Thursday, February 27, 2014

Under-estimating the potential

Monarchy has given way to democracy in Nepal. But the executive head of the world's largest democracy has chosen not to be an enthusiastic enough part of the great political transition taking place right next door

Last month, at a reception at the Embassy of Nepal in New Delhi, I asked Nepal’s visiting interim Minister of Home Affairs and Foreign Affairs, Mr Madhav P Ghimire, if he, on behalf of Mr Khil Raj Regmi, the Chairman of Nepal’s Council of Ministers, had extended an invitation to the Indian Prime Minister to visit Kathmandu. Mr Ghimire said he did, and that he was also visibly impressed with the warmth he received in New Delhi for his handling of the second Constituent Assembly election in Nepal.

Right after his visit, Press reports suggested that Prime Minister Manmohan Singh was willing to visit Kathmandu after the new Government there had been formed. This would be a path-breaking step. It would certainly do some long-overdue damage control for India-Nepal relations. India has maintained a long-standing apathy towards its northern neighbour, especially in terms of high-level diplomatic and political engagement.

On occasions, the leadership and citizens of Nepal have wondered when the Indian Prime Minister will make an official visit to their country, otherwise considered to be a most strategic neighbour. For decades, Nepal has awaited a visit by an Indian Prime Minister, but India’s Ministry of External Affairs and the Prime Minister’s Office have been slow to respond.

It is also bizarre that ceremonial trips by the Indian President too have been on hold. Yet such visits would have helped give bilateral ties a much-needed level playing field. That Nepal’s own political establishment has been on a roller-coaster ride itself, not to mention is still fragile, has only made the whole scenario more precarious.

In New Delhi, the South Block routes its resources and infrastructure in a manner that overlooks the genuine expectations from its immediate neighbours. This is particularly shocking when one takes into account the fact that Nepal’s front rank leadership has always preferred its southern neighbour as its most trusted destination. It is true that there was an increased favour for China when a radical Government was at the helm in Nepal. This had also evoked some strong reactions in New Delhi. But with the extremist regime now a spent force, the ice has melted in no time.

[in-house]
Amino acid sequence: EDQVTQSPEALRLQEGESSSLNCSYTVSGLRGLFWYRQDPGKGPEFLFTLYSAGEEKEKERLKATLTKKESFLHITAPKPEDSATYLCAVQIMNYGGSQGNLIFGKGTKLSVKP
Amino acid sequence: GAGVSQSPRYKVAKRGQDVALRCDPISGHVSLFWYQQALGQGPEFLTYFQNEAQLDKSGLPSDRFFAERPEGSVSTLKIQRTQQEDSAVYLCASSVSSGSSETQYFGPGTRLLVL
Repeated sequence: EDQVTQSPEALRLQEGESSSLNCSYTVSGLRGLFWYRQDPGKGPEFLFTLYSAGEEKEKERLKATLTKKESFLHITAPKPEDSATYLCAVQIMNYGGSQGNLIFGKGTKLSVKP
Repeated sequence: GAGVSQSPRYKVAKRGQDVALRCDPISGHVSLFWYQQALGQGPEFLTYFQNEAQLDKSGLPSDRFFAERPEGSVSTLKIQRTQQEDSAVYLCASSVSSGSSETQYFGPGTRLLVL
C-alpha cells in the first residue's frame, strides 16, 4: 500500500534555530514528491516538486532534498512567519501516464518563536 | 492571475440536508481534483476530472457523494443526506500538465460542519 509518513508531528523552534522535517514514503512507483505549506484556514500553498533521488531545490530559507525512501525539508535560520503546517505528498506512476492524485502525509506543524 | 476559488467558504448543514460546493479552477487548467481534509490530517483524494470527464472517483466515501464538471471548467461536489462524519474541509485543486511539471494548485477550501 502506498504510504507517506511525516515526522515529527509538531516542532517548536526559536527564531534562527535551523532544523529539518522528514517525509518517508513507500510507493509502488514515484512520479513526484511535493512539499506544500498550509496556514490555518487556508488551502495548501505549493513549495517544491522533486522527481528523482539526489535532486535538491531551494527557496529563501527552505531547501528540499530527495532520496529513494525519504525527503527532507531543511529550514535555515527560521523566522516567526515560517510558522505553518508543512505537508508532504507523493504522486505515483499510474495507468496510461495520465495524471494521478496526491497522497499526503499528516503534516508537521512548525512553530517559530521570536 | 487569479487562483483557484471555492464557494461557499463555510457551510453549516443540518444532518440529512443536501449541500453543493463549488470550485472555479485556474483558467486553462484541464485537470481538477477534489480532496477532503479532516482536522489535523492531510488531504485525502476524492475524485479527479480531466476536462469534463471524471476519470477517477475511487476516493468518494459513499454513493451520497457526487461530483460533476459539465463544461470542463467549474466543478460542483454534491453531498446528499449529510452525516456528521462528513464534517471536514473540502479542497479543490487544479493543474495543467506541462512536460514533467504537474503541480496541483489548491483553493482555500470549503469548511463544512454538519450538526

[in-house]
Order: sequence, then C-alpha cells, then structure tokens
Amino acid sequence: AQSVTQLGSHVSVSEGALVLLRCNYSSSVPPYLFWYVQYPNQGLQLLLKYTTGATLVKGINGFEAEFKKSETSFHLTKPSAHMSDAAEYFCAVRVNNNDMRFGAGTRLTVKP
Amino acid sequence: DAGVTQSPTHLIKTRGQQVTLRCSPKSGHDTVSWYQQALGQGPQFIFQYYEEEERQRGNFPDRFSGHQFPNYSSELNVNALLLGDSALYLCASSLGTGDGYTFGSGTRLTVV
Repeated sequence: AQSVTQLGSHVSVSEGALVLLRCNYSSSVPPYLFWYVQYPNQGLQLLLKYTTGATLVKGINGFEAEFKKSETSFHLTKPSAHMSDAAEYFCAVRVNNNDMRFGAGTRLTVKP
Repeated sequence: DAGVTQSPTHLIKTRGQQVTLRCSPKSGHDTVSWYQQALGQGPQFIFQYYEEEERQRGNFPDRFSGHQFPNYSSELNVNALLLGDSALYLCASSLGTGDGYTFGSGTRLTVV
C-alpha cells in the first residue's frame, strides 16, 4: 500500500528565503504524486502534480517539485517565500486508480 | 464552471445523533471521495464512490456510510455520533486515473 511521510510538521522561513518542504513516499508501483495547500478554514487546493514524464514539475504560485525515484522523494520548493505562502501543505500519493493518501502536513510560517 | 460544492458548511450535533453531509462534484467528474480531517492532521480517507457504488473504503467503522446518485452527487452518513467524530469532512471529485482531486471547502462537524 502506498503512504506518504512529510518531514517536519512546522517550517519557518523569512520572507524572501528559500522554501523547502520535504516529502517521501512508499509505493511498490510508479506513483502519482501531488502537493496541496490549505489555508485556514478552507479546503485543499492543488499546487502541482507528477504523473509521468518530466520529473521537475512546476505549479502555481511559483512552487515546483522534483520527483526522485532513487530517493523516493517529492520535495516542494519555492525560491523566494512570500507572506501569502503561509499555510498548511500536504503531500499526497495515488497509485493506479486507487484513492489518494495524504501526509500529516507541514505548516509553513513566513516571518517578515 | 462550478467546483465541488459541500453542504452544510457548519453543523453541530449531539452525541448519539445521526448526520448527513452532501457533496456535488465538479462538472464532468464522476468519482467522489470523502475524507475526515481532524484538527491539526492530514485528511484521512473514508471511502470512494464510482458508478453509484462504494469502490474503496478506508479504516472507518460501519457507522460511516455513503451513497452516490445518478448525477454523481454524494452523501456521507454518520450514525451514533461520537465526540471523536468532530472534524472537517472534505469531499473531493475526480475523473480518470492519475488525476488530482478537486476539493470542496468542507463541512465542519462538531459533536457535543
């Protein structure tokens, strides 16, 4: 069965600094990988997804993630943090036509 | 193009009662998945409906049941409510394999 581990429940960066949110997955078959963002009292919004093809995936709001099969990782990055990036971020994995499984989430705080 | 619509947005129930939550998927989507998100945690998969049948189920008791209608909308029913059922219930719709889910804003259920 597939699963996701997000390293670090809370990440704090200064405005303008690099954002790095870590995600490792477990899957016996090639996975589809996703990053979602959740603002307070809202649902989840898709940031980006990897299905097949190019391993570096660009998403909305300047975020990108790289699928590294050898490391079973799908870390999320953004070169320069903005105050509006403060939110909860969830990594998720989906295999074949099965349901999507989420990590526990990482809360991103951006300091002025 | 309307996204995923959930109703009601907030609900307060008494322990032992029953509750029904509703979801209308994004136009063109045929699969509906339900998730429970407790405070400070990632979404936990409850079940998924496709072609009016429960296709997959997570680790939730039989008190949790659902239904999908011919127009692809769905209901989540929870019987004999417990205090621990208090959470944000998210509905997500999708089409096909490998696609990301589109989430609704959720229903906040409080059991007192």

The visit of Maoist Prime Minister Pushpa Kamal Dahal, popularly known as Prachanda, to Beijing before he travelled New Delhi, in 2008, offended India and supposedly resulted in his premature ouster from office. He was replaced by his deputy Baburam Bhattarai. An alumnus of an Indian university, Mr Bhattarai did not repeat the follies of his predecessor and brought back the bonhomie back between the two countries.

Sans that one hiccup with Prachanda, Nepal’s Prime Ministers have always naturally leaned towards India. This should have been acknowledged and reciprocated from the Indian side. Inder Kumar Gujral was the last Indian Prime Minister to make an official visit to Nepal in June 1997. In the 17 years since then, no such gesture has been made by his successors. As Prime Minister, Mr Atal Bihari Vajpayee also came to Kathmandu in January 2002, but that was to attend the 11th summit of the South Asian Association for Regional Cooperation.

Yet, as far back as February 1991, during then Prime Minister Chandra Shekhar’s visit to Nepal, both sides had agreed to form a high-level task force to preparing a programme of cooperation under the Nepal-India Joint Commission. But on the unofficial side, this long friend of Nepal also faced the wrath of the masses in the Himalayan nation for his anti-monarchy stand. Still, it must be admitted that Chandra Shekhar had shown enthusiasm on issues concerning Nepal, and this had produced some results. In 1990, though, he was an unpopular person for the average Nepali for whom the king was dear.

Things have drastically changed in the last two decades. The monarchy has given way to a democracy. But the executive head of the world’s largest democracy has chosen not be part of a great political transition taking place right next door. On the contrary, in the past 14 years, all Nepali Prime Ministers except Mr Jhalanath Khanal have visited New Delhi. The former Indian Ambassador to Nepal, Mr Jayant Prasad, termed the long gap in visit by an Indian Prime Minister as unnatural. However, he stressed that the delay could be due to the turmoil and political transition in Kathmandu since 1996.

It is equally surprising that like India, China too hasn’t shown interest in a Kathmandu visit by its Premier. The last Chinese Prime Minister to visit Nepal was Zhu Rongji in May 2001. On this count, China has matched India. When Mr Manmohan Singh received an ailing Girija Prasad Koirala at the airport in 2006, he accorded respect to this towering democrat of South Asia. Mr Singh should come to Kathmandu again, as Nepal is unlikely to have a high calibre leader like Koirala for whom the Indian Prime Minister can softly break protocol.
-Atul K Thakur
(Published in The Pioneer on February10,2014)

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